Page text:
ABS: Trolley, New Wine and Old Vessels [ISI]

Gretchen Whitney gwhitney at UTKUX.UTCC.UTK.EDU
Wed Nov 17 19:00:55 EST 1999

Jacqueline H. Trolley, Jill O'Neill; ISI
jay.trolley at isinet.com
New wine and old vessels: the evaluation and integration of web-based
information in well established resources

Knowledge: Creation, Organization and Use. Procs. of the 62nd ASIS Annual
Meeting.  Medford, NJ: Information Today, 1999. p.628-632

The creation of high quality knowledge-based tools is of primary
importance in today's competitive information market.  In the current
environment, some content providers are concerned with building or
enhancing appropriate systems to capture and integrate new forms of
information with existing data.  Associated with this, however, is the
challenge that content providers face when determining the right
parameters for inclusion of new forms of information and/or functionality
in an already commercially successful product.  One publisher, ISI, is
focused on moving towards creating a fully integrated system for
monitoring, filtering, organizating and navigating key scholarly content.

Today, the ISI (r) (Institute for Scientific Information (r)) database
covers over 16,000 international journals, books and proceedings in the
sciences, social sciences and arts and humanities.  When ISI decided to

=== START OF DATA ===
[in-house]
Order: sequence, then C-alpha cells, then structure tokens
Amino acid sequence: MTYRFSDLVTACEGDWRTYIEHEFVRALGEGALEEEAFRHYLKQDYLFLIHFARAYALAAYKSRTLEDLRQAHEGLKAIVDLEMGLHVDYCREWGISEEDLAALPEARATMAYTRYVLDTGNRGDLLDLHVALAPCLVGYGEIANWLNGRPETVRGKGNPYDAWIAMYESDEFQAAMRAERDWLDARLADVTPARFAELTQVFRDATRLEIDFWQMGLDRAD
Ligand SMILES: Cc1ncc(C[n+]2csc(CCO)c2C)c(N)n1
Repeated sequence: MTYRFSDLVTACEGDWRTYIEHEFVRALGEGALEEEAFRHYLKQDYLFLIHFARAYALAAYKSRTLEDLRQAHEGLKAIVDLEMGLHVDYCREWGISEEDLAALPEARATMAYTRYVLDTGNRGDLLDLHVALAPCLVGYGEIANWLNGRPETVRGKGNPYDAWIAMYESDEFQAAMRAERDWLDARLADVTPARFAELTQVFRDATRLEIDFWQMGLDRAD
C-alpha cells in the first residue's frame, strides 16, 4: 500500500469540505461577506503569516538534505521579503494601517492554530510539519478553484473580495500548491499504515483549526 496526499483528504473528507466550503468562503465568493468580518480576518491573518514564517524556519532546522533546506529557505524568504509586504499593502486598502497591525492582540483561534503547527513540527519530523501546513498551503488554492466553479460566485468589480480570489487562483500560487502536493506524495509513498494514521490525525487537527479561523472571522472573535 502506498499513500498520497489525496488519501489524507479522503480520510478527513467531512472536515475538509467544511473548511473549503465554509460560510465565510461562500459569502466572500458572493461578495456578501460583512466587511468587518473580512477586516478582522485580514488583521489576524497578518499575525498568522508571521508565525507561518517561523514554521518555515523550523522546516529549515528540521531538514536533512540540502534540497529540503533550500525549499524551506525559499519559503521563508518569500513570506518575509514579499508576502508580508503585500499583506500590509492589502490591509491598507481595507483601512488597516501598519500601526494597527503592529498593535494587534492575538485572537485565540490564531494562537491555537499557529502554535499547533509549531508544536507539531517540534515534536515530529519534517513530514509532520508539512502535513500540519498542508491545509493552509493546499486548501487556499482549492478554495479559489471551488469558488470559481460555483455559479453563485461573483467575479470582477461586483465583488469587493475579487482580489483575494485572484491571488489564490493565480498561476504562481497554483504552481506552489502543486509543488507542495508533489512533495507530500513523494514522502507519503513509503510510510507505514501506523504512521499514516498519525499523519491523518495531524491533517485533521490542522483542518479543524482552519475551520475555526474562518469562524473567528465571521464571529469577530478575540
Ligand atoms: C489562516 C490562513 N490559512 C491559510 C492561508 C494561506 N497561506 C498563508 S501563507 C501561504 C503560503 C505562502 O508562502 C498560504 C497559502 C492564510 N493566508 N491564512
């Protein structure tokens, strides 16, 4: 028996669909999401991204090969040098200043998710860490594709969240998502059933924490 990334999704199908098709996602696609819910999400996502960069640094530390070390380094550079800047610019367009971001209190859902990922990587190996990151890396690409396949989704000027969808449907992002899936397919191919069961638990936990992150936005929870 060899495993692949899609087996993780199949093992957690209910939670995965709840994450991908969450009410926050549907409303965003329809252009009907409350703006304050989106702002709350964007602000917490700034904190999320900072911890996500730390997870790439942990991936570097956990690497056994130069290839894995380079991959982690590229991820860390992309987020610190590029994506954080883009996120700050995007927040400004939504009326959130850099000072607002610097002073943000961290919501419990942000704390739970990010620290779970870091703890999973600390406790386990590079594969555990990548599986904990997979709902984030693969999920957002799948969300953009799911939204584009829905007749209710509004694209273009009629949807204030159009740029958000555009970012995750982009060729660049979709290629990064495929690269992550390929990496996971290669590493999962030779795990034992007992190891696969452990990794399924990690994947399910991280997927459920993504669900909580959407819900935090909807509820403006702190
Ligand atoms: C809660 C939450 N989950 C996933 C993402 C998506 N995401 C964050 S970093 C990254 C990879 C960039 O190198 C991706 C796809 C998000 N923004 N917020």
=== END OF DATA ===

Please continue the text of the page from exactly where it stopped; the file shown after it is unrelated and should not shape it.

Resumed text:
incorporate scholarly, research-oriented Web sites as an expansion of its
_Current Contents Connect_ (tm) database, the organization faced some
significant issues relating to the establishment of evaluative criteria as
well as to the capture of appropriate metadata.

This presentation will discuss the development of criteria for and the
process used in evaluating and filtering content found on the Web for the
purpose of linking to this robust, high-quality information.  However this
initiative involved more than the identification and selection of
scientifically relevant content.  It included the establishment of an
appropriate staff; the creation of a data structure; a test of agents and
other automated tools; the building of an indexing methodology; and the
creation of permanent universal resource locators (PURL).  This paper will
discuss these issues.


c. ASIS, reprinted with permission
Please visit their website at www.asis.org

Gretchen Whitney, PhD                                     tel 423.974.7919
School of Information Sciences                            fax 423.974.4967
University of Tennessee, Knoxville TN 37996 USA           gwhitney at utk.edu

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